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Nitrocellulose (also: cellulose nitrate, flash paper) catches fire quickly. It is formed by nitrating cellulose through exposure to nitric acid or another powerful nitrating agent. When used as a propellant or low-order explosive, it is also known as guncotton. Nitrocellulose can be plasticized by camphor. Kodak, and other suppliers, used placticized nitrocellulose as a film base in photograph, X-ray films and motion picture films. People call this nitrate film. After numerous fires caused by unstable nitrate films, safety film started to be used from the 1930s in the case of X-ray stock and from 1948 for motion picture film.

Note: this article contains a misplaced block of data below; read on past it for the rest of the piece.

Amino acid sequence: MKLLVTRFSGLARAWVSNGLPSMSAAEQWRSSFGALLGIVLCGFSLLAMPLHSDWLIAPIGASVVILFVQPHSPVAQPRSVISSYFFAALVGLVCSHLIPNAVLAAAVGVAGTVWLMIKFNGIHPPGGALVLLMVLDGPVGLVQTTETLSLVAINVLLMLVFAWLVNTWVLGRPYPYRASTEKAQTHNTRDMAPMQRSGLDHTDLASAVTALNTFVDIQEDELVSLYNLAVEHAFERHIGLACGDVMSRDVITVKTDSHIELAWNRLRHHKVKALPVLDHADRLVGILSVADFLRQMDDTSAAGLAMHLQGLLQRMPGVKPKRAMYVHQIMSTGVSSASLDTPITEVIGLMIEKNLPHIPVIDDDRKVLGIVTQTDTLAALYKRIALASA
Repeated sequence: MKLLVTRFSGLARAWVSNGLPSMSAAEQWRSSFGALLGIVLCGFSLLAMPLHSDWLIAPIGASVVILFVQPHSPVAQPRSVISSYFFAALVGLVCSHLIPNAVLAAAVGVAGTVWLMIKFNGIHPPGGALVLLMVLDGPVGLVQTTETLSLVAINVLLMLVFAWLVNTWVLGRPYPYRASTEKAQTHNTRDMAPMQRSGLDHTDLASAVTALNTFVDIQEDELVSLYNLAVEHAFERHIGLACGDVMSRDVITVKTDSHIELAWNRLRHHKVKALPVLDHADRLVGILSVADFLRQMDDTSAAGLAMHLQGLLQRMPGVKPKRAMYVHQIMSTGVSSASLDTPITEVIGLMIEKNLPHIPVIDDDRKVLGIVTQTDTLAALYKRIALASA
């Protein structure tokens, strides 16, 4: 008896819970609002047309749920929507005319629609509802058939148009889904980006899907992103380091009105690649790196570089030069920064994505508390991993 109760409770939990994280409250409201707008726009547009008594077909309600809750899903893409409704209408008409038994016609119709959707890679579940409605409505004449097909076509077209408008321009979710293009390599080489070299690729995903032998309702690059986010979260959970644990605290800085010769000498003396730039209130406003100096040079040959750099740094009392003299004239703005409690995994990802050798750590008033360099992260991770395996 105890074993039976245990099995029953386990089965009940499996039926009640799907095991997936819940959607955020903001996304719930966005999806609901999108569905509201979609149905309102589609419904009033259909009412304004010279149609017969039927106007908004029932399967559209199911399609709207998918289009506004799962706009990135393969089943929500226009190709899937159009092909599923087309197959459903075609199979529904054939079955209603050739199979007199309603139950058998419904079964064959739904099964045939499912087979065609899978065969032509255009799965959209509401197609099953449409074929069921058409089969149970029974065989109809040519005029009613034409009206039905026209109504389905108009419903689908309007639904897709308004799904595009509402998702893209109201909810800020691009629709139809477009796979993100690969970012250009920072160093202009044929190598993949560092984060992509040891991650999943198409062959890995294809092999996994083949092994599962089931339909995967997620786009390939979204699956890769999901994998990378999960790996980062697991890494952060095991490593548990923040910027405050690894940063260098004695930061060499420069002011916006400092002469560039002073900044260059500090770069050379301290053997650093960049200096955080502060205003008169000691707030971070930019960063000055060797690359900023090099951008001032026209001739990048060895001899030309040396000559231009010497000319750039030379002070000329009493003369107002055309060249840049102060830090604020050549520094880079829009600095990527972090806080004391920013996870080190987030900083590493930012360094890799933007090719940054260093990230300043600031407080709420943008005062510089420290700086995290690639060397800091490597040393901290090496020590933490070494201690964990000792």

Nitrocellulose[1]
Nitrocellulose-2D-skeletal.png
Nitrocellulose-3D-balls.png
Names
Other names
Cellulose nitrate; Flash paper; Flash cotton; Flash string; Gun cotton; Collodion; Pyroxylin
Identifiers
ChemSpider
  • none
PubChem {{{value}}}
Properties
(C
6
H
9
(NO
2
)O
5
)
n

(C
6
H
8
(NO
2
)
2
O
5
)
n

(C
6
H
7
(NO
2
)
3
O
5
)
n
Appearance Yellowish white cotton-like filaments
Melting point 160 to 170 °C (320 to 338 °F; 433 to 443 K) (ignites)
Hazards
NFPA 704

NFPA 704.svg

3
2
3
 
Except where otherwise noted, data are given for materials in their standard state (at 25 °C [77 °F], 100 kPa).
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Infobox references

ReferencesEdit

  1. Merck Index (11th ed.). p. 8022.